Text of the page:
Conway's law states that
organizations which design systems are constrained to produce designs which are copies of the communication structures of these organizations
This law has been empirically observed time and again, and is usually uttered together with a sigh of despair of an engineer or system architect who has just given up hope that the system in question will ever become anything else but a tangled mess.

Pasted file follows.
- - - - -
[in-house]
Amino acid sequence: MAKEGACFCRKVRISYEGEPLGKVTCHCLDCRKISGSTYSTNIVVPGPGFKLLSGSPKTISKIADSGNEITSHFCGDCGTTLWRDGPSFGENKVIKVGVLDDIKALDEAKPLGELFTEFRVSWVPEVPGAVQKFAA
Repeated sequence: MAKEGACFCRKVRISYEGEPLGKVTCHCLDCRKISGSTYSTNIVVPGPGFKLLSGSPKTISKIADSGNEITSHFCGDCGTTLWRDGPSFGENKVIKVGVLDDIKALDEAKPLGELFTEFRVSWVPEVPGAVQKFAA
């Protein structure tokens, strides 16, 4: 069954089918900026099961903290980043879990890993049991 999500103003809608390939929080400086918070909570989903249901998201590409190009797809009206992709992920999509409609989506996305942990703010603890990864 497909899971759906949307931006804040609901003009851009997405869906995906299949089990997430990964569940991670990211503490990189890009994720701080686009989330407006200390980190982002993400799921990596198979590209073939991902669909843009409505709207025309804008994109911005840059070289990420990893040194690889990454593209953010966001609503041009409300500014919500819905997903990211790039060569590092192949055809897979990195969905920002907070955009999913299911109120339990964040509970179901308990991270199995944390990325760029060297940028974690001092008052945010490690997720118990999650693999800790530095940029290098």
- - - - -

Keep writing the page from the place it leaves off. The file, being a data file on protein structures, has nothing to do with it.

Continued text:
But if you are a CTO or VP of engineering you can use Conway's law to your advantage. Namely, being two or more management levels away from the actual code effectively precludes higher-level tech manager from influencing the architecture of the system as all the real decisions influencing the architecture of the system are made in the code by developers and their immediate leads, not at the meetings with senior tech manager. The only real influence on the architecture of a system that a CTO or VPE effectively has is through selection and organization of people building the system. For example, if you want you two systems to integrate, your best chance of achieving it is to blend the teams responsible for building the systems. Similarly, if you want some system to be split in two, your best option is to split the team and wait for the code base to diverge. And if you want your system to start using some new technology, you need to include in the team a strong personality enthusiastic about the technology you want to introduce and the rest will just happen (eventually).